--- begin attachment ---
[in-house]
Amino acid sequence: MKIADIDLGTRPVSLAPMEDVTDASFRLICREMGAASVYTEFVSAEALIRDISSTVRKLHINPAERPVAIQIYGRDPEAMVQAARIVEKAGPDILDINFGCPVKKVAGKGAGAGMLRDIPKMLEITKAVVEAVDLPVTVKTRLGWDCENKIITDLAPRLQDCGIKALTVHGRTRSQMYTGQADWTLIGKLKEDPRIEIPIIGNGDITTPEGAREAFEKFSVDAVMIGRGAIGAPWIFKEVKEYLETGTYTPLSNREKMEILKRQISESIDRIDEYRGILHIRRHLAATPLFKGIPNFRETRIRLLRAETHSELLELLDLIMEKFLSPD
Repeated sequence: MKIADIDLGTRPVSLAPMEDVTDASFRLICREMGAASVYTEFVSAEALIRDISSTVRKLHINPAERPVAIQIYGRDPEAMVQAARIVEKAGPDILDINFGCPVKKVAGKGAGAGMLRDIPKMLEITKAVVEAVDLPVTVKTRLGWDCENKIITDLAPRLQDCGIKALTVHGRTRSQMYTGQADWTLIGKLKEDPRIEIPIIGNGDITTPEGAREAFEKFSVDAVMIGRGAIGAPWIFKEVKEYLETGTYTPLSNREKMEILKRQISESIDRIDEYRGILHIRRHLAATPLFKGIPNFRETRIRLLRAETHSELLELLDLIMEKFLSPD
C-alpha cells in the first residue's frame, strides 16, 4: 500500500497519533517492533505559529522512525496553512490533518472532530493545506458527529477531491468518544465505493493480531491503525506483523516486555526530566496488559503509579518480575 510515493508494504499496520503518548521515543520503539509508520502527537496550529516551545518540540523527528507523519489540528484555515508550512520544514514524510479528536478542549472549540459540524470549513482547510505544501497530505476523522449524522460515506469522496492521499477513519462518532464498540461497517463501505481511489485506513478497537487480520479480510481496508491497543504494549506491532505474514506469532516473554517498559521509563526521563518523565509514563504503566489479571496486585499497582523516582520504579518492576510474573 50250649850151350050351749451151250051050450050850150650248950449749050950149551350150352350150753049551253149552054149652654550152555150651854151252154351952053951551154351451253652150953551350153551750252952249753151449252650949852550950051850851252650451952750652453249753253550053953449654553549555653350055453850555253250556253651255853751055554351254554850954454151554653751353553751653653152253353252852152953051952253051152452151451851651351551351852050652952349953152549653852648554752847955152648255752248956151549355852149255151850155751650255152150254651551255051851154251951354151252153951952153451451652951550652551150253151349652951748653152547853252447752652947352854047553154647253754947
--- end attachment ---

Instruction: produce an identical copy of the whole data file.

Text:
[in-house]
Amino acid sequence: MKIADIDLGTRPVSLAPMEDVTDASFRLICREMGAASVYTEFVSAEALIRDISSTVRKLHINPAERPVAIQIYGRDPEAMVQAARIVEKAGPDILDINFGCPVKKVAGKGAGAGMLRDIPKMLEITKAVVEAVDLPVTVKTRLGWDCENKIITDLAPRLQDCGIKALTVHGRTRSQMYTGQADWTLIGKLKEDPRIEIPIIGNGDITTPEGAREAFEKFSVDAVMIGRGAIGAPWIFKEVKEYLETGTYTPLSNREKMEILKRQISESIDRIDEYRGILHIRRHLAATPLFKGIPNFRETRIRLLRAETHSELLELLDLIMEKFLSPD
Repeated sequence: MKIADIDLGTRPVSLAPMEDVTDASFRLICREMGAASVYTEFVSAEALIRDISSTVRKLHINPAERPVAIQIYGRDPEAMVQAARIVEKAGPDILDINFGCPVKKVAGKGAGAGMLRDIPKMLEITKAVVEAVDLPVTVKTRLGWDCENKIITDLAPRLQDCGIKALTVHGRTRSQMYTGQADWTLIGKLKEDPRIEIPIIGNGDITTPEGAREAFEKFSVDAVMIGRGAIGAPWIFKEVKEYLETGTYTPLSNREKMEILKRQISESIDRIDEYRGILHIRRHLAATPLFKGIPNFRETRIRLLRAETHSELLELLDLIMEKFLSPD
C-alpha cells in the first residue's frame, strides 16, 4: 500500500497519533517492533505559529522512525496553512490533518472532530493545506458527529477531491468518544465505493493480531491503525506483523516486555526530566496488559503509579518480575 510515493508494504499496520503518548521515543520503539509508520502527537496550529516551545518540540523527528507523519489540528484555515508550512520544514514524510479528536478542549472549540459540524470549513482547510505544501497530505476523522449524522460515506469522496492521499477513519462518532464498540461497517463501505481511489485506513478497537487480520479480510481496508491497543504494549506491532505474514506469532516473554517498559521509563526521563518523565509514563504503566489479571496486585499497582523516582520504579518492576510474573 50250649850151350050351749451151250051050450050850150650248950449749050950149551350150352350150753049551253149552054149652654550152555150651854151252154351952053951551154351451253652150953551350153551750252952249753151449252650949852550950051850851252650451952750652453249753253550053953449654553549555653350055453850555253250556253651255853751055554351254554850954454151554653751353553751653653152253353252852152953051952253051152452151451851651351551351852050652952349953152549653852648554752847955152648255752248956151549355852149255151850155751650255152150254651551255051851154251951354151252153951952153451451652951550652551150253151349652951748653152547853252447752652947352854047553154647253754947